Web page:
Review: Sydney Sweeney Brings Sex Appeal and Media Attention to Immaculate, a Mediocre Giallo-Wannabe

The story goes that actor Sydney Sweeney (Anyone But You, Euphoria, Madame Web) was given the script for Immaculate many years ago, but the project fell through and didn't get made then. But she couldn’t shake the character of Sister Cecilia, a devout American nun assigned to a remote convent in the Italian countryside, and when the rights to the screenplay (by Andrew Lobel) were up for grabs again, she snagged them so that she could play this character. I’ve even heard people who worked on the film claim that it draws great inspiration from Italian giallo horror films. But outside of the outrageous last five minutes of the movie, I’m not seeing that. The truth is that Immaculate more closely aligns itself with the so-called nunsploitation sub-genre that was particularly popular in Europe circa the 1970s, although it isn’t even bold enough to pull that off with any gusto.

The film now in theaters works best as a tale of a young nun who finds herself pregnant despite never having had sex before, and the group of priests, bishops, and fellow nuns (and one very creepy doctor, played by Giampiero Judica) that surround her slowly becoming convinced that she’s about to give birth to the second coming of Christ. Or perhaps, it might be the exact opposite. Directed with a certain amount of atmosphere by Michael Mohan (The Voyeurs), Immaculate has more than its fair share of jump scares and tense moments, very often stemming from Sweeney being constantly observed, worshipped, and even held against her will because the church is still trying to figure out what to do with her.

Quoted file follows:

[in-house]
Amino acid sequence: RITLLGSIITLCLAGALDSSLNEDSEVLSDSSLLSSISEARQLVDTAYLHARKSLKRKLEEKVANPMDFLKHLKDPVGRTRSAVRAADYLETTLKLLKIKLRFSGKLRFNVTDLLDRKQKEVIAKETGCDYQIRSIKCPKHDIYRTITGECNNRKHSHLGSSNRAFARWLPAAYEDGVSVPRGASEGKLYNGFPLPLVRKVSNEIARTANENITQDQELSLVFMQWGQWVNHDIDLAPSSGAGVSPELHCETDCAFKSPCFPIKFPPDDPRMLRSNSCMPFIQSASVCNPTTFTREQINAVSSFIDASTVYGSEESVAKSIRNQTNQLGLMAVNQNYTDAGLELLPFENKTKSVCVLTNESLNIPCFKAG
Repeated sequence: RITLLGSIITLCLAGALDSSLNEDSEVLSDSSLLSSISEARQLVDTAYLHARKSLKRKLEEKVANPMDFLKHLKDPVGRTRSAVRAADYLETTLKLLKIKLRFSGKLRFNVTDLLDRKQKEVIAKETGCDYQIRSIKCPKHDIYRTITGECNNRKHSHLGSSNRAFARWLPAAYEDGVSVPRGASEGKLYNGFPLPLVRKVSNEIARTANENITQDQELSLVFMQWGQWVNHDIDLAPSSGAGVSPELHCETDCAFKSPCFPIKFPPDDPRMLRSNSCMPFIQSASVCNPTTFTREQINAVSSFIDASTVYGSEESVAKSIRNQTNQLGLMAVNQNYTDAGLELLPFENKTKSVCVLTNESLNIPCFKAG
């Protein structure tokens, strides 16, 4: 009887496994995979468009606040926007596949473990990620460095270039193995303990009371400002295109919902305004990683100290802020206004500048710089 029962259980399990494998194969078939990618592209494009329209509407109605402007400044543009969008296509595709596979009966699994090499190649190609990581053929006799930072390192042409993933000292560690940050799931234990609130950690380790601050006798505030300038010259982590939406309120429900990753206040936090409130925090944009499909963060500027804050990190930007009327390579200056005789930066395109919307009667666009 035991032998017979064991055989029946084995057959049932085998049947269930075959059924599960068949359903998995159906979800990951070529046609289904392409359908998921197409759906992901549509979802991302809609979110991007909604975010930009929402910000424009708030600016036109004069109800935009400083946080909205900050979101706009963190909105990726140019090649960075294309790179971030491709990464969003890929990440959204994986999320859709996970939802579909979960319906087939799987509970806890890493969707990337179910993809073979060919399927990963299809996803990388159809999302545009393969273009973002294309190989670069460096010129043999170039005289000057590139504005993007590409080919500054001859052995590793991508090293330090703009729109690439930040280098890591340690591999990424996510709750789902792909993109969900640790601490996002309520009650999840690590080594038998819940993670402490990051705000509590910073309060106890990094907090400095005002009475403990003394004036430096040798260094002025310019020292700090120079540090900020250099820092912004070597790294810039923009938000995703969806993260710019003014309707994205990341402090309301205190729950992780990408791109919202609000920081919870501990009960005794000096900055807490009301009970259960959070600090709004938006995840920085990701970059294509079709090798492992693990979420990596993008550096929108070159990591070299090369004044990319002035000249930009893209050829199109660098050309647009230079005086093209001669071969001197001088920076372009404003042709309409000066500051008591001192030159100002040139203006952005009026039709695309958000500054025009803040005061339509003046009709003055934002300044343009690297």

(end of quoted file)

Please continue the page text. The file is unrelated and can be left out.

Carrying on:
The jury is still out on whether Sweeney is a solid actor or not, but when she puts on a serious face and is running for her life, I tend to take her seriously. And lest we forget the film’s final few minutes that are jaw-droppingly and simultaneously horrifying and awesome. I won’t spoil any of it, but I truly wish Sweeney and director Mohan has stayed with that tone for the duration of the movie. It might have been overkill, but when you’re playing in the giallo sandbox, there’s really no such thing as going to far.

If there’s an antagonist in Immaculate, it’s Álvaro Morte’s Father Sal Tedeschi, who oversees the goings on of the convent. Some of the nuns are clearly on the side of getting Sister Cecilia out of there as quickly as possible, while others are in league with Tedeschi and his wild schemes that dabble in unspeakable horrors. When you find out what’s actually going on, and how Cecilia actually got pregnant, no part of your biology will keep your eyes from rolling so far back in their sockets you might pass out from dizziness. Points for originality, but that’s about it. Although you might expect it from a traditional nunsploitation film (which were often about the results of suppressed sexuality), Sweeney doesn’t disrobe at any point, or at least not to a degree that would be considered tasteless, but the filmmakers still find ways around that that feel both trashy and deceitful.

There’s no getting around the fact that Sweeney is a master of self-publicity and capitalizing on her social media presence. I think that’s a big reason Anyone But You was such a success. So it wouldn’t surprise me if she were able to work her media magic on horror fans as well. Immaculate is a bit of a bait-and-switch effort that isn’t quite worth it, but the ending is so satisfying that if you do find yourself at any point in your life watching this, at least stick around until the conclusion for the film’s most satisfying moments.

The film is now playing in theaters.

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Steve Prokopy

Steve Prokopy is chief film critic for the Chicago-based arts outlet Third Coast Review. For nearly 20 years, he was the Chicago editor for Ain’t It Cool News, where he contributed film reviews and filmmaker/actor interviews under the name “Capone.” Currently, he’s a frequent contributor at /Film ( and Backstory Magazine. He is also the public relations director for Chicago's independently owned Music Box Theatre, and holds the position of Vice President for the Chicago Film Critics Association. In addition, he is a programmer for the Chicago Critics Film Festival, which has been one of the city's most anticipated festivals since 2013.